Date published: 2016-12-13
Rated 5 out of 5 by from Honest and heartwarming I am a special education teacher and absolutely loved this book. Craig describes the students honestly but in a tactful and respectful way. The book accurately describes what driving a special education bus would be like.
Date published: 2016-11-19
Rated 4 out of 5 by from The wheels on the bus.... 3.5 Craig Davidson's latest book is a memoir entitled Precious Cargo: My Year Driving the Kids on School Bus 3077. Davidson has achieved success as an author numerous times. But at one point, he was struggling to keep the coffers filled. And so...."I took a job driving a school because I was penniless; it was that simple." But Davidson ended up finding more than monetary gain. He drove Route 412. "Special needs. Six students. One wheelchair, five walks." Davidson started keeping notes (with permission from the families) on his charges, his thoughts, their interactions - and the changes that year brought. Those notes are this book. "Anytime those kids said something hilarious or quizzical or profane or insightful or humane - well, I'd rush to my notebook (not while active driving!) and jot it down." In the beginning Davidson is unsure as to how this job will work out, but he soon becomes invested in his charges - and more involved with one student outside of the bus. We come to know each student, their personalities and their peccadilloes. Davidson is a staunch vocal (and physical) defender of the 3077 kids, but soon comes realize that that it is his own perceptions, uneasiness and awkwardness around the disabled that are fueling his temper. When he lets that go, the 'disabled kids' that he's driving lose that descriptor for him and simply become 'kids.' Kudos to Davidson for being so honest in describing his own behaviours - a few of actions did surprise me. In some ways, Davidson is just as fragile that year as some his charges. And over the year, Davidson finds himself changed..."If I was broken, then the bus fixed me. You guys fixed me. The physical truth is that I drove you. The deeper truth is that you drove me. Drove me to step out of my own sickened skin, to stop feeling sorry for myself and to see the world for its beauties more than it's agonies..." Excerpts from an unpublished novel called The Seekers are interspersed between chapters - it's easy to see the inspiration and metaphorical matches for the kids on Route 412. I'm a bit disappointed that Davidson's contact with the riders ended at the end of that school year. I would have liked to know where the kids are today - especially Jake, who described Craig as his 'older brother.' As they say, the best stories in life are the real ones. And this recounting of a year in the life of a school bus driver and his riders is a darn good one.
Date published: 2016-04-22

Editorial Reviews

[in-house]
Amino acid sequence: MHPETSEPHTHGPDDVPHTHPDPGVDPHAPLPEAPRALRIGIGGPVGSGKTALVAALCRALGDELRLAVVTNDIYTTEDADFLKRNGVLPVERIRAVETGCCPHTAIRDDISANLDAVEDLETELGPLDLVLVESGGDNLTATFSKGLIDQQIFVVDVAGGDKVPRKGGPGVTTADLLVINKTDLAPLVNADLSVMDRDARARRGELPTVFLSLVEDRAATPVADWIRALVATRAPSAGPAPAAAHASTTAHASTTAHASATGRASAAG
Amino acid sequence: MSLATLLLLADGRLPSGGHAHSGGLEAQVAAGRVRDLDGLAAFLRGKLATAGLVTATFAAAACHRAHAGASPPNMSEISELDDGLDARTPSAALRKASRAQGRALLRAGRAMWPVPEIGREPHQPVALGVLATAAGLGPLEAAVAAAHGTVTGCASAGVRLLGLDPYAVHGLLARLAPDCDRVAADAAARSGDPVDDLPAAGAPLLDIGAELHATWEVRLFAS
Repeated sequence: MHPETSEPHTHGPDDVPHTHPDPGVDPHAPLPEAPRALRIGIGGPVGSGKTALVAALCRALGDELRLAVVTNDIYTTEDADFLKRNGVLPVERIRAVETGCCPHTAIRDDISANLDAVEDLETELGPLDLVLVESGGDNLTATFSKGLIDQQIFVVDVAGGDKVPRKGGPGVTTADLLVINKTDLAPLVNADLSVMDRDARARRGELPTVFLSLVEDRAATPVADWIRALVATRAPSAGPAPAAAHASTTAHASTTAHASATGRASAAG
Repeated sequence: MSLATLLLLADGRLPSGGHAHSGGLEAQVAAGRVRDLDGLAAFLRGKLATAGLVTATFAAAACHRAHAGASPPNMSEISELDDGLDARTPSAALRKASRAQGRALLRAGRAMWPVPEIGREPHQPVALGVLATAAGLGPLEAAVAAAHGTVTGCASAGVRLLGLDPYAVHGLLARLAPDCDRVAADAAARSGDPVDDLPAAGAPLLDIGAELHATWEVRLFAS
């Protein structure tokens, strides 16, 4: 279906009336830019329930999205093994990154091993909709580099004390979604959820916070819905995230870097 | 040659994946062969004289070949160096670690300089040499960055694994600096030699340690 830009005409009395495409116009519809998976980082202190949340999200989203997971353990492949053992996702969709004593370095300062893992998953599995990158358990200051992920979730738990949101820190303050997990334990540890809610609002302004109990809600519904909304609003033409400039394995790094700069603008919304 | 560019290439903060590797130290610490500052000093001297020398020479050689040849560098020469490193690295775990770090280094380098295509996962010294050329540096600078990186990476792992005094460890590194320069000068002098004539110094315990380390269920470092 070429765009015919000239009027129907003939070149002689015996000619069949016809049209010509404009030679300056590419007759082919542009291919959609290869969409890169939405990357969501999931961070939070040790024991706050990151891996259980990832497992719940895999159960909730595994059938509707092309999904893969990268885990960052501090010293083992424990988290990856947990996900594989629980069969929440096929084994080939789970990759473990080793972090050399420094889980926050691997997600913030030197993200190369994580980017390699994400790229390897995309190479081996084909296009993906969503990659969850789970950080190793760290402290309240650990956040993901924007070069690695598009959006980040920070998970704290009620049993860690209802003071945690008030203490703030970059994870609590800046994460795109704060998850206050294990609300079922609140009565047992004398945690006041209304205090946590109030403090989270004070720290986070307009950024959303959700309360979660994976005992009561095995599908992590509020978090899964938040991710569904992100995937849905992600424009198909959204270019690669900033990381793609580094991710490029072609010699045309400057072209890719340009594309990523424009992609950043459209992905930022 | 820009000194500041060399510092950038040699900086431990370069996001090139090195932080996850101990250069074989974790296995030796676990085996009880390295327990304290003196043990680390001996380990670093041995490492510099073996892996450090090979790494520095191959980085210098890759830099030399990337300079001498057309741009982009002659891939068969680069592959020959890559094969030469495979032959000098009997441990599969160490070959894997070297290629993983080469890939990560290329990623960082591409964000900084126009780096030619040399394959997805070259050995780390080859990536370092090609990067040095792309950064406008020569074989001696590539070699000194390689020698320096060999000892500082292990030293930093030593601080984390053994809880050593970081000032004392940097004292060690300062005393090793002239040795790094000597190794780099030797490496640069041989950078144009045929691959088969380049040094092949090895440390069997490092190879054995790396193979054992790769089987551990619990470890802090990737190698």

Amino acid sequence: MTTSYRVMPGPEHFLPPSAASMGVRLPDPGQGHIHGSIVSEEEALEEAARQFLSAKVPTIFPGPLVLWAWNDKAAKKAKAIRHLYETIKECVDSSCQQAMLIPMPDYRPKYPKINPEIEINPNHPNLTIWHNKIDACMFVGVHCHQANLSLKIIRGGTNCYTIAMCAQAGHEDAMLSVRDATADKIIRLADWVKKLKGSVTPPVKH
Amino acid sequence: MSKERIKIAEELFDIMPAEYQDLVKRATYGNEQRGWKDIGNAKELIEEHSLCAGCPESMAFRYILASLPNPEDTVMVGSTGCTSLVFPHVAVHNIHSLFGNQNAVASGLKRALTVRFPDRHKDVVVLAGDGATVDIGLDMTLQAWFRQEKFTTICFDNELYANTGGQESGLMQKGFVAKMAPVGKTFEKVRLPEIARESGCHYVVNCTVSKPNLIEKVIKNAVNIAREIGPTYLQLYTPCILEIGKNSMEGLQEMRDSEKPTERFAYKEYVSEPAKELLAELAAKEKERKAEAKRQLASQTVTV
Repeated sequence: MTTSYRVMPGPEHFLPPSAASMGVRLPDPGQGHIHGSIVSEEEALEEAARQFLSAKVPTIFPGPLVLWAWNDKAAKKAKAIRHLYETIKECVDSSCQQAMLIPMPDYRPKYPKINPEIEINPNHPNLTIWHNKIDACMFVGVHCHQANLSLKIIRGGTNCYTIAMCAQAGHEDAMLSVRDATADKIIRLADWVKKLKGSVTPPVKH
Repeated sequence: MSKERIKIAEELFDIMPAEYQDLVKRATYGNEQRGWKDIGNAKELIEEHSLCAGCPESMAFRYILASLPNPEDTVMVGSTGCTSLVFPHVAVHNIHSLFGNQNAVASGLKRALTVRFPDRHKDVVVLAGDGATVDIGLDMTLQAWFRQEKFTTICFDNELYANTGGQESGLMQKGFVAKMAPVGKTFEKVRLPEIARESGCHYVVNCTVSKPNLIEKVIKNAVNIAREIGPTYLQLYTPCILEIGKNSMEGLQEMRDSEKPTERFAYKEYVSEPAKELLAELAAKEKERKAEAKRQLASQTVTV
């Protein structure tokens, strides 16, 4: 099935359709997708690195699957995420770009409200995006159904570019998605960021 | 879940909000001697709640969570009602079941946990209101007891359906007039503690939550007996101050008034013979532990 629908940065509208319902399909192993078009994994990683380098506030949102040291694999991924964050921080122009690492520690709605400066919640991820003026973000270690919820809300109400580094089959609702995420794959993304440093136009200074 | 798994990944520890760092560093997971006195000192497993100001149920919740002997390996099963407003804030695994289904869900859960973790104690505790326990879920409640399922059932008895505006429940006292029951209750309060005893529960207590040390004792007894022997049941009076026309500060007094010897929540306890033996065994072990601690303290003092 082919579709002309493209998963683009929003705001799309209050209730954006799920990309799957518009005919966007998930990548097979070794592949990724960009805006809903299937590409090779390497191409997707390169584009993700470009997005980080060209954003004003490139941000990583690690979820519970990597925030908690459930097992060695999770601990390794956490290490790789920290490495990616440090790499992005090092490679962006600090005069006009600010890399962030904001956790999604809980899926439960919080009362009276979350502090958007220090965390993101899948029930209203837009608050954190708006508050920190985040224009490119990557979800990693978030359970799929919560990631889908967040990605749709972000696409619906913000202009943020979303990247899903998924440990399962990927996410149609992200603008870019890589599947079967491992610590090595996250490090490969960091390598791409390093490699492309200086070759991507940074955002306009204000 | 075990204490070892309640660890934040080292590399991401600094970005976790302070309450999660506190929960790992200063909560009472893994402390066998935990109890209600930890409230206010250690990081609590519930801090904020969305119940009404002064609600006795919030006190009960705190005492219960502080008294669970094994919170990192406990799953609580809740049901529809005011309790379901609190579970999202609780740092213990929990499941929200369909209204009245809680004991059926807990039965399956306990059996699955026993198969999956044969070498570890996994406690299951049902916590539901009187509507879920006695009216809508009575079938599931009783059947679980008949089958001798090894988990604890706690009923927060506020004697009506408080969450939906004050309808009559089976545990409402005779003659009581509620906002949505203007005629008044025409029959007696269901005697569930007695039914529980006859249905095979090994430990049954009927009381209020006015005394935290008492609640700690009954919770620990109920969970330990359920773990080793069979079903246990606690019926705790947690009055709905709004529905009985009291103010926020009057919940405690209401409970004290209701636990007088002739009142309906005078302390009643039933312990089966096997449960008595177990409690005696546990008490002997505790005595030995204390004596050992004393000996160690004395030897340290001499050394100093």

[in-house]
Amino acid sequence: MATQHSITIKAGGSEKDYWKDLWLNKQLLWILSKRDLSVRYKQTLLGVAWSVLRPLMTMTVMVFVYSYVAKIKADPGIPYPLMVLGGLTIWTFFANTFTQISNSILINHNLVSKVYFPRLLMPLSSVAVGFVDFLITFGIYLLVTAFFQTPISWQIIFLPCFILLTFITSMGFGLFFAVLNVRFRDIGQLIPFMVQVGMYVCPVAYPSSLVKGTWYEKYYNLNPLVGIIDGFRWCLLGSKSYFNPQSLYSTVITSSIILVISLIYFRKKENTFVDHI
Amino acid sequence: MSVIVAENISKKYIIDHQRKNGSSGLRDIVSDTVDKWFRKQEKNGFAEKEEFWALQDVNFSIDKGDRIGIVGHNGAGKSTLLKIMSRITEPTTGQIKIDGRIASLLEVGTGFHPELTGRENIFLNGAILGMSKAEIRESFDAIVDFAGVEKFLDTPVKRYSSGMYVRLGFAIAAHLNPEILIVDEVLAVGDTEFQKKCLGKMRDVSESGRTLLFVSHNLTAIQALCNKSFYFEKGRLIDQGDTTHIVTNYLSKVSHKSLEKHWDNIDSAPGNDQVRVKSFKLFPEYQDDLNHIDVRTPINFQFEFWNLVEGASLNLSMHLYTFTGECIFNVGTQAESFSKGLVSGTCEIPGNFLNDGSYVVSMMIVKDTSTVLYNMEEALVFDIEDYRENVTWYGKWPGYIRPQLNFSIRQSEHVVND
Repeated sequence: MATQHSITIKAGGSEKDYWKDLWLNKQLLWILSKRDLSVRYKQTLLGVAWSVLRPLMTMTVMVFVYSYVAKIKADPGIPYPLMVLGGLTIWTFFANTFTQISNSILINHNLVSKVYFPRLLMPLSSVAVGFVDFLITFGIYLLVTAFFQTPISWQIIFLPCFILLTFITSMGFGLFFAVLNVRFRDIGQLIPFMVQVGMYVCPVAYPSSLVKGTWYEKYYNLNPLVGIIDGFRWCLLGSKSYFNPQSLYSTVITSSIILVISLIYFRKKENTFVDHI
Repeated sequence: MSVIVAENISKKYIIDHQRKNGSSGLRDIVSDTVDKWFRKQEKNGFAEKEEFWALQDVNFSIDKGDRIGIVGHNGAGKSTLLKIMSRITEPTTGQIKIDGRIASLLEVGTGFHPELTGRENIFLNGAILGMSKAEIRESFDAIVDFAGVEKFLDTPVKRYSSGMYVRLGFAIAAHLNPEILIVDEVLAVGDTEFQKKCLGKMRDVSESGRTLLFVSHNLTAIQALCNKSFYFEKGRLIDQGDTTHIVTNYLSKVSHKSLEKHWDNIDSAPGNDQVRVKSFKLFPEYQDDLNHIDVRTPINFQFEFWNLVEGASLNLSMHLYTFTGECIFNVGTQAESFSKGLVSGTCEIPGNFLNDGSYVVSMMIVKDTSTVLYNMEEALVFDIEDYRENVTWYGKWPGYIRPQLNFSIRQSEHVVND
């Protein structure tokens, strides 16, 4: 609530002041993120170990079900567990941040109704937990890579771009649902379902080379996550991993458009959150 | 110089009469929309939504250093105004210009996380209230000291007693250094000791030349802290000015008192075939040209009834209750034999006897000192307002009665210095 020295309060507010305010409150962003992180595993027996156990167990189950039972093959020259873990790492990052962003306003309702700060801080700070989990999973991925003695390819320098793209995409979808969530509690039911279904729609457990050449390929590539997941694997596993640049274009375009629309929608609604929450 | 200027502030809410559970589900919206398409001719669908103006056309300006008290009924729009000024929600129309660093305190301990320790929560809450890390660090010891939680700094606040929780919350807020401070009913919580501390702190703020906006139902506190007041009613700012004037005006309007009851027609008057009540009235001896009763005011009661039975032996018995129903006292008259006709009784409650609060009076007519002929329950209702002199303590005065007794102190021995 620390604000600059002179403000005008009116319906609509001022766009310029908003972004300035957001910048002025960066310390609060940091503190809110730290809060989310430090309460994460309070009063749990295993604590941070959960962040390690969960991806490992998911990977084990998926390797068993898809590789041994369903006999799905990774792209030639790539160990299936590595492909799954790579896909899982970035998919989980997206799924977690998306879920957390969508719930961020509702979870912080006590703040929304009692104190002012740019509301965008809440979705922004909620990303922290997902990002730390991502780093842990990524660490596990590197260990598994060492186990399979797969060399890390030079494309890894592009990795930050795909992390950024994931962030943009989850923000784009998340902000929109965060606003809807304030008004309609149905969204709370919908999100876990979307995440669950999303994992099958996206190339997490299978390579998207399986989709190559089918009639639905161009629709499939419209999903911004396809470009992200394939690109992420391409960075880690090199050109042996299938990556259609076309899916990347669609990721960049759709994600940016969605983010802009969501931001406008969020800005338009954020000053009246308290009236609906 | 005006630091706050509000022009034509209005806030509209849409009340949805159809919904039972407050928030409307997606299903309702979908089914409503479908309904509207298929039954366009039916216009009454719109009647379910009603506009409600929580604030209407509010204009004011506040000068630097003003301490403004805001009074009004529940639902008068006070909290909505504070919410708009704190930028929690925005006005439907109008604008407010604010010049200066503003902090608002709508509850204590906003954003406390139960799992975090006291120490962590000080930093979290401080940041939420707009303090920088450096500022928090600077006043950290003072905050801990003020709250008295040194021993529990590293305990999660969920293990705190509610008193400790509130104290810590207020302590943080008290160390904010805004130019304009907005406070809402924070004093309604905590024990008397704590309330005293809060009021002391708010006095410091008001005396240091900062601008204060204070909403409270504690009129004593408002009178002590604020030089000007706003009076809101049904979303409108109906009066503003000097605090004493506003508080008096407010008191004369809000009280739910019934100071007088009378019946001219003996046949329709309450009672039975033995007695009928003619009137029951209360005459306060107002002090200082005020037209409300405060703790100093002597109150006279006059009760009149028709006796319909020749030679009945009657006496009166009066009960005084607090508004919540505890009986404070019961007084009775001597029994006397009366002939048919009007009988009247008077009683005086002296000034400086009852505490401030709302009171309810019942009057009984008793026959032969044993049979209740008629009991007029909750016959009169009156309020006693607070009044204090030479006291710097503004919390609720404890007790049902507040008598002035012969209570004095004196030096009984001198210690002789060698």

NATIONAL BESTSELLER “Craig Davidson’s Precious Cargo [is] an almost singular accomplishment—a work of non-fiction that’s a pleasure to read, despite being about an able-bodied man who decides to hang out with disabled people. The book’s skillfulness shouldn’t be a surprise. Toronto-born Davidson is an accomplished novelist: his most recent, Cataract City, was shortlisted for the Giller prize while his first book of stories, Rust and Bone, became a harrowing Golden Globes-nominated film. . . . [He] knows how to kick a story along. . . . Davidson has a sharp ear for dialogue, and the conversations he has on the bus are the best parts of his book.” —Ian Brown, The Globe and Mail   “Precious Cargo . . . is a thoroughly entertaining, heartfelt glimpse into the life of a writer. . . . Precious Cargo is the best kind of memoir: light-hearted despite its often serious content, erudite, eye-opening, and thought-provoking. It’s also damned funny.” —Quill & Quire   “From the start, this book is unique. . . . Precious Cargo is a tale of growth and redemption. . . . [Precious Cargo] is shot through with images both uproarious . . . and tender-hearted. Together, they depict Davidson’s unsentimental education, and offer insight on how best to suffer life’s slings and arrows.” —Maclean’s   “[Precious Cargo is a] remarkably uplifting memoir. . . . At its essence, Precious Cargo is an anthem to self-acceptance.” —Toronto Star   “Craig Davidson’s new memoir reveals poignant truths about his year as a Calgary school-bus driver. . . . [Precious Cargo mixes] personal revelation with a sweet and often funny story about [Davidson’s] bond with the five children on his route. . . . Davidson’s portrayal of himself is often comically self-deprecating and always witheringly honest.” —Eric Volmers, Calgary Herald“The normally hard-hitting Craig Davidson shifts gears into more tender and uplifting territory with his memoir. . . . Davidson doesn’t sugar-coat anything—[which is] perhaps the memoir’s greatest strength. . . . [A] welcome dose of positivity, handled with just as much skill as you’d expect from a writer of this calibre.” —Winnipeg Free Press